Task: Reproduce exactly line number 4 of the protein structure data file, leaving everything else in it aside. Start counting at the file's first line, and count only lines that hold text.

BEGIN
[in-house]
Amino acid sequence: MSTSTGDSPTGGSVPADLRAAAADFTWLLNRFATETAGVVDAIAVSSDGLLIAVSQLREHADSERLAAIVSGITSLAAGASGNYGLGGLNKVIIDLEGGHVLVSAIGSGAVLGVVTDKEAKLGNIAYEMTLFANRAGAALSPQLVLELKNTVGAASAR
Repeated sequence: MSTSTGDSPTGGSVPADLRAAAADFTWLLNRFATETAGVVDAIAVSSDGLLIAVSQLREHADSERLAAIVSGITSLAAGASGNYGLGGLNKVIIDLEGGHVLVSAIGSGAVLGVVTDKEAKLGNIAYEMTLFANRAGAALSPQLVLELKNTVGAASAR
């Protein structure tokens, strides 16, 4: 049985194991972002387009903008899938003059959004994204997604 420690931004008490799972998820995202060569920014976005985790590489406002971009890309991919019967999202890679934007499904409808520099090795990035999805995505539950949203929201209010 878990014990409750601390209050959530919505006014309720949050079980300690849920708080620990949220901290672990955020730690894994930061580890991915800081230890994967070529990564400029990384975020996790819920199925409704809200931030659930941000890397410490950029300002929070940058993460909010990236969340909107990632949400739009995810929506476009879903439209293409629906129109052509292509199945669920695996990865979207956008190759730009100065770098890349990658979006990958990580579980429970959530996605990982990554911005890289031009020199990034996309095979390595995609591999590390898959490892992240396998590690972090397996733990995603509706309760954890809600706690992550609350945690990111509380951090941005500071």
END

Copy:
């Protein structure tokens, strides 16, 4: 049985194991972002387009903008899938003059959004994204997604 420690931004008490799972998820995202060569920014976005985790590489406002971009890309991919019967999202890679934007499904409808520099090795990035999805995505539950949203929201209010 878990014990409750601390209050959530919505006014309720949050079980300690849920708080620990949220901290672990955020730690894994930061580890991915800081230890994967070529990564400029990384975020996790819920199925409704809200931030659930941000890397410490950029300002929070940058993460909010990236969340909107990632949400739009995810929506476009879903439209293409629906129109052509292509199945669920695996990865979207956008190759730009100065770098890349990658979006990958990580579980429970959530996605990982990554911005890289031009020199990034996309095979390595995609591999590390898959490892992240396998590690972090397996733990995603509706309760954890809600706690992550609350945690990111509380951090941005500071």